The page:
On December 2, Iceland’s President mandated that Pirate Party Member of Parliament Birgitta Jónsdóttir form a government. In the October 2016 general election, the Pirate Party came in third, but the two top vote-getting parties, the Independence Party and the Left-Green Movement, failed to build a coalition large enough to run the country. It is now time for the Pirates!
The UK established a Pirate Party in 2009, again patterned after the Swedish party. Founded in Manchester, it espouses civil liberties, privacy, direct democracy, and other very sensible things, constrained only by the somewhat strange name. It has never managed to get anyone elected to the UK parliament, but a quick read of the pamphlet distributed in Manchester for the 2015 election demonstrates a very workable set of policies:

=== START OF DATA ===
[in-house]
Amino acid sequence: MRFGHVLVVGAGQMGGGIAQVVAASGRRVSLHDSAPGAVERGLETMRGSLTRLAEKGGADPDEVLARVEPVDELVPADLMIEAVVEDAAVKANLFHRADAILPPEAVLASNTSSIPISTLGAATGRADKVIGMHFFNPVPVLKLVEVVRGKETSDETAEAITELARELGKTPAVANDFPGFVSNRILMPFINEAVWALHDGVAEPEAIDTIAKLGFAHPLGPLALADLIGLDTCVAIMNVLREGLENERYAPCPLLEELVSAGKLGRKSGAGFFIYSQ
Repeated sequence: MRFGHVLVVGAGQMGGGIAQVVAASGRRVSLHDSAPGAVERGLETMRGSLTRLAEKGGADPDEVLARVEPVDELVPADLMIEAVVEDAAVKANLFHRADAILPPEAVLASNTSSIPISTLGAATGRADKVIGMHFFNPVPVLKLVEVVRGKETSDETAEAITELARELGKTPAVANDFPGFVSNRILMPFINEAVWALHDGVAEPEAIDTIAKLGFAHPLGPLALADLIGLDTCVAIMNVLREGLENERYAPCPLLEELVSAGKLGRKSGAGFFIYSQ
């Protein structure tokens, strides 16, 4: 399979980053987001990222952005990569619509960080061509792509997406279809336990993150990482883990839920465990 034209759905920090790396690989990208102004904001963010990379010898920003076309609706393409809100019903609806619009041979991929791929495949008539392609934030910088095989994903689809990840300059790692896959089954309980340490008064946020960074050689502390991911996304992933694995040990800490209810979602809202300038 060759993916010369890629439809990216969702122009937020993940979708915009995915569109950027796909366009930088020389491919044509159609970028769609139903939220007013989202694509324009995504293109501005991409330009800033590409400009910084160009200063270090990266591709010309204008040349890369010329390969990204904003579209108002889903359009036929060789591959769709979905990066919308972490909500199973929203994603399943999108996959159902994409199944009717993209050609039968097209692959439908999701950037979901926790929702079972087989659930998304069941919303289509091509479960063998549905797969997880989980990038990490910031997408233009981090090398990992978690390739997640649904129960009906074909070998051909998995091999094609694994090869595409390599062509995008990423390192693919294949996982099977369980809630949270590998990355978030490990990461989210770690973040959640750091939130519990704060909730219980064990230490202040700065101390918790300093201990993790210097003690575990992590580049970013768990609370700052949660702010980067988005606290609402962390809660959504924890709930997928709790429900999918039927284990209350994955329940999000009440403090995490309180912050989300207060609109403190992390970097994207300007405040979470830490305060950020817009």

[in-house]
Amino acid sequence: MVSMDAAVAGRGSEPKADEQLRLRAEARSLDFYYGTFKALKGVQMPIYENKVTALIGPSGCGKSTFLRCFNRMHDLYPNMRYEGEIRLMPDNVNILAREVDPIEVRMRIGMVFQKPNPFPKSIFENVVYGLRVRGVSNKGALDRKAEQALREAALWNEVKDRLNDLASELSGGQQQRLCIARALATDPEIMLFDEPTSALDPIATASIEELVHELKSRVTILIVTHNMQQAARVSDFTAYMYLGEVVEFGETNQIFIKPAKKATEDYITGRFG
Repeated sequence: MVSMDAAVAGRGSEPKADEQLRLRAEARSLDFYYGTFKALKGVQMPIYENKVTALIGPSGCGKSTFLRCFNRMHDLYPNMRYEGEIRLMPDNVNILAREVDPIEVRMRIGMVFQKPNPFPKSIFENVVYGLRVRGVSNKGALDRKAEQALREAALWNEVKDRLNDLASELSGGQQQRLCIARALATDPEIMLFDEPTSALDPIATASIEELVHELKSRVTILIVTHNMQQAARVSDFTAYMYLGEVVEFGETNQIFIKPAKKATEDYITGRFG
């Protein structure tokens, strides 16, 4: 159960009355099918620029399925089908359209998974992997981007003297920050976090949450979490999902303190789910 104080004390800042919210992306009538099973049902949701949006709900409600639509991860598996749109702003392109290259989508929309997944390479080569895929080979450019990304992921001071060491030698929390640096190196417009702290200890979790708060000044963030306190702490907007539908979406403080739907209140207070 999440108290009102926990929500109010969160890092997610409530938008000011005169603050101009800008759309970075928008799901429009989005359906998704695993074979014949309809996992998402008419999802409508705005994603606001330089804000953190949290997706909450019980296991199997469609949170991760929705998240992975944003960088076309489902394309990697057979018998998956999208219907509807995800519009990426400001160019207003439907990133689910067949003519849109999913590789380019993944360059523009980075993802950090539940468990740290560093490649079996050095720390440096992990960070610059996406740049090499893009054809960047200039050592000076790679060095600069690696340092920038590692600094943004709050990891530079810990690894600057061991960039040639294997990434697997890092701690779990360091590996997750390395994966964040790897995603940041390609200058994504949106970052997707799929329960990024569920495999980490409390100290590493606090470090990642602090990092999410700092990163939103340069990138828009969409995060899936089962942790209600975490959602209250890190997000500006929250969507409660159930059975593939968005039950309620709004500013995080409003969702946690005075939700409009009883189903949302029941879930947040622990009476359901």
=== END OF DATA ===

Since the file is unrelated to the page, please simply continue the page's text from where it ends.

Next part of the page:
Given the state of recent political rhetoric in the UK and the US, consider the Pirate Codex. It lays out a simple set of principles that, despite being political, are remarkably non-partisan.
A previous tribute to a red BMW i3 noted that it runs on batteries. Very cool, and very rare.
But in a single morning, this silver BMW i3 and a silver Honda Civic plug-in hybrid were spotted at the same charging station inside a parking garage at George Mason University.
Fun fact: if the US instantly retired all conventional automobiles and started using electric and hybrid vehicles exclusively, it would instantly end US demand for foreign oil. This would not only be good for the environment, but also fundamentally change global geopolitics.
This would also put pressure on Tesla to market more affordable vehicles. Tesla would be pleased.
Much has been written about how writers plumb the very depths of their souls in an attempt to construct a narrative. But far less attention has been devoted to the narrative arc of plumbing.